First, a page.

Bruins Face Canucks with Season on the Line

VANCOUVER, BC - JUNE 10: Henrik Sedin #33 of the Vancouver Canucks handles the puck against Zdeno Chara #33 of the Boston Bruins during Game Five of the 2011 NHL Stanley Cup Final at Rogers Arena on June 10, 2011 in Vancouver, British Columbia, Canada. (Photo by Bruce Bennett/Getty Images)

The good news is that the Boston Bruins are two wins away from a Stanley Cup.

The bad news is that the Vancouver Canucks are one win away from the same thing.

Monday night in Boston, the Bruins will play their final home game of the season, seeking to extend the Stanley Cup Finals to a game 7 on Wednesday night.  Home ice has meant everything in this series, with the Canucks taking all three games played at the Rogers Center, and the Bruins dominating the two games at TD Garden. 

The Bruins have been heavily reliant on Tim Thomas throughout the postseason, and seldom more than in the Finals.  Thomas boasts an absurd 1.21 GAA and .965 save percentage in this series.  And if he wasn't already sufficiently motivated, figures to be so after Roberto Luongo casually mentioned that he would have stopped Maxim Lapierre's game winner on Friday night. 

Apart from goaltending, Boston's primary area of success in this series has been in keeping Vancouver's big guns off the board; Daniel and Henrik Sedin have combined for 2 points in the entire series, and Zdeno Chara and Dennis Seidenberg must be given a huge amount of credit there.  If we knew before the series that the Sedins would combine for 2 points and the Bruins would outscore the Canucks 14-6, we'd feel pretty good about Bruins winning the series; alas, here we are.

After a pair of dreadful performances in games 3 and 4, Luongo bounced back with a game 5 shutout.  The Bruins have to get traffic in front of Luongo, something they've done only sporadically in this series.  Luongo has been holding the puck a lot, content to give up the defensive zone faceoff, and so the Bruins need to make it harder for him to see the puck cleanly.  And, failing that, win the ensuing draw and keep the pressure on.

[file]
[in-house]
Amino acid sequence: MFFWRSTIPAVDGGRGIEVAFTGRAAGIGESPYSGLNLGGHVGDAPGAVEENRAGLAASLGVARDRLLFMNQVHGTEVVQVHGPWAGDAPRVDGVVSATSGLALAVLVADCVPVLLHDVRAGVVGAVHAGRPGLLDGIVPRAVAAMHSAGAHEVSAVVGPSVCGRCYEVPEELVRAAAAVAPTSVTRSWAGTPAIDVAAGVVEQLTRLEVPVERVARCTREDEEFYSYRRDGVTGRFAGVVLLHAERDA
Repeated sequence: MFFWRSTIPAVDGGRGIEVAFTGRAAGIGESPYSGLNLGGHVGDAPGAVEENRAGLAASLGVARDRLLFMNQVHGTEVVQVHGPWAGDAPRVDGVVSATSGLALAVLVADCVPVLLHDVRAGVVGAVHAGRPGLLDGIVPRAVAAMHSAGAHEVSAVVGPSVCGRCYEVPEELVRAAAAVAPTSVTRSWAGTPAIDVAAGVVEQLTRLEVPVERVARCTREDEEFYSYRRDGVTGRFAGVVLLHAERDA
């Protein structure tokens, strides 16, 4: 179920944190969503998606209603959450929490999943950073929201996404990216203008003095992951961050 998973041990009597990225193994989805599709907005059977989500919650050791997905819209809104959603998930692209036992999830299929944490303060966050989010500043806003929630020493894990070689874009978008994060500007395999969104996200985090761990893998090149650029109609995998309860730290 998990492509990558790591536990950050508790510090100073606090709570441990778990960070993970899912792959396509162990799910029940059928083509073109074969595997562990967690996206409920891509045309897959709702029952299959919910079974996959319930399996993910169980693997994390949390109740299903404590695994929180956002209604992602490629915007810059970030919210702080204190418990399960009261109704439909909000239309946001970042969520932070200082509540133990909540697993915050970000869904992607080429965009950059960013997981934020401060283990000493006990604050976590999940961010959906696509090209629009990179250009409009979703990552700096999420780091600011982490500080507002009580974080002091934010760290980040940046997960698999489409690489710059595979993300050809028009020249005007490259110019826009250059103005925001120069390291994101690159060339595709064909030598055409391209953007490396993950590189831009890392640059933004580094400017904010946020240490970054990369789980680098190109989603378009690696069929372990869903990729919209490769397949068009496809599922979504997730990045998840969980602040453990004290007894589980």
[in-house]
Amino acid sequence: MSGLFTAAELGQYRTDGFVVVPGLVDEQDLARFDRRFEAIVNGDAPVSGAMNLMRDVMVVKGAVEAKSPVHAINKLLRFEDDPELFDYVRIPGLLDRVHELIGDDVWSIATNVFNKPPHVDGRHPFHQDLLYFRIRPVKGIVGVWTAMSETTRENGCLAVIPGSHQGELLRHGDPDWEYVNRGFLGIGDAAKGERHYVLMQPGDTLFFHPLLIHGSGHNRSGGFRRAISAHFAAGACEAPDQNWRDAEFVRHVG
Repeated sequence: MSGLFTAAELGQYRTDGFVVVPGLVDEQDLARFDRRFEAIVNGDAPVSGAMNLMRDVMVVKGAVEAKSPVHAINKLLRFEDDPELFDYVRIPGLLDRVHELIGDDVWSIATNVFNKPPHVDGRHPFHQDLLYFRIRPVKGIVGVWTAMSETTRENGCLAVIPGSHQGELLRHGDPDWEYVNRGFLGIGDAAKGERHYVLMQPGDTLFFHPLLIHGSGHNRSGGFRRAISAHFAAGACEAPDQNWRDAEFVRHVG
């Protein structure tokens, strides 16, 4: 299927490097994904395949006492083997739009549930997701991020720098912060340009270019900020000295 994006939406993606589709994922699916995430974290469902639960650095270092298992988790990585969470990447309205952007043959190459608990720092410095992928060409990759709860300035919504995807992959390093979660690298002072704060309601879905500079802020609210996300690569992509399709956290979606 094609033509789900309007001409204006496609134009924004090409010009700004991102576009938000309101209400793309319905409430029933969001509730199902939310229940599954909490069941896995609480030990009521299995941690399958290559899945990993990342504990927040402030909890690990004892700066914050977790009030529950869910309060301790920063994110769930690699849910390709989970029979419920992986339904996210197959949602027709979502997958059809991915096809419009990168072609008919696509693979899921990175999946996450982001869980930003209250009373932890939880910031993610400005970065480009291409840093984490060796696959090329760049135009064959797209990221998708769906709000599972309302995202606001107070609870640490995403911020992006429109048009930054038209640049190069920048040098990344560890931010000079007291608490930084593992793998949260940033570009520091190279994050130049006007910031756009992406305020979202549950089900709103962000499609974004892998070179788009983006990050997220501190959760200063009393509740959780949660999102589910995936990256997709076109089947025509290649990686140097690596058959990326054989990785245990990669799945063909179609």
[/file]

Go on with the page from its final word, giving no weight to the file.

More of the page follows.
The power play, a running punchline in these playoffs, didn't look bad in game 5, but also didn't score.  Exactly why Claude Julien thought that giving Gregory Campbell time on the power play was a good way to get the unit working remains a mystery.  Happily, Campbell was nowhere to be seen on the power play during practice.  We may see more of Tyler Seguin on the power play, as he was rotating with Michael Ryder on the second unit.

On defense, the Bruins need to clear the zone more quickly.  They haven't had a huge problem handling the Vancouver forecheck, but when they've given the Canucks multiple chances to score, they've been burned, most notably in game 5.  Thomas has faced a lot of rubber: 171 shots in this series, an average of 34.2 per game.  Like the Bruins, the Canucks have done a poor job of getting traffic in front of the net.

The injury situation for the teams remains pretty much the same.  Ryan Kesler was held out of Vancouver's Sunday practice, but Alain Vigneault said that they just wanted to give him a day off.  Kesler had a groin injury that was seemingly aggravated in game 2.  Dan Hamhius and his ruptured testicle will presumably miss the duration of the series.  (Canuck or no, we feel for you, Dan.  Ouch.)  On Boston's side, Nathan Horton is obviously out. 

Broadcast will be at 8 pm on NBC.  And hopefully, we'll be back here Wednesday night.

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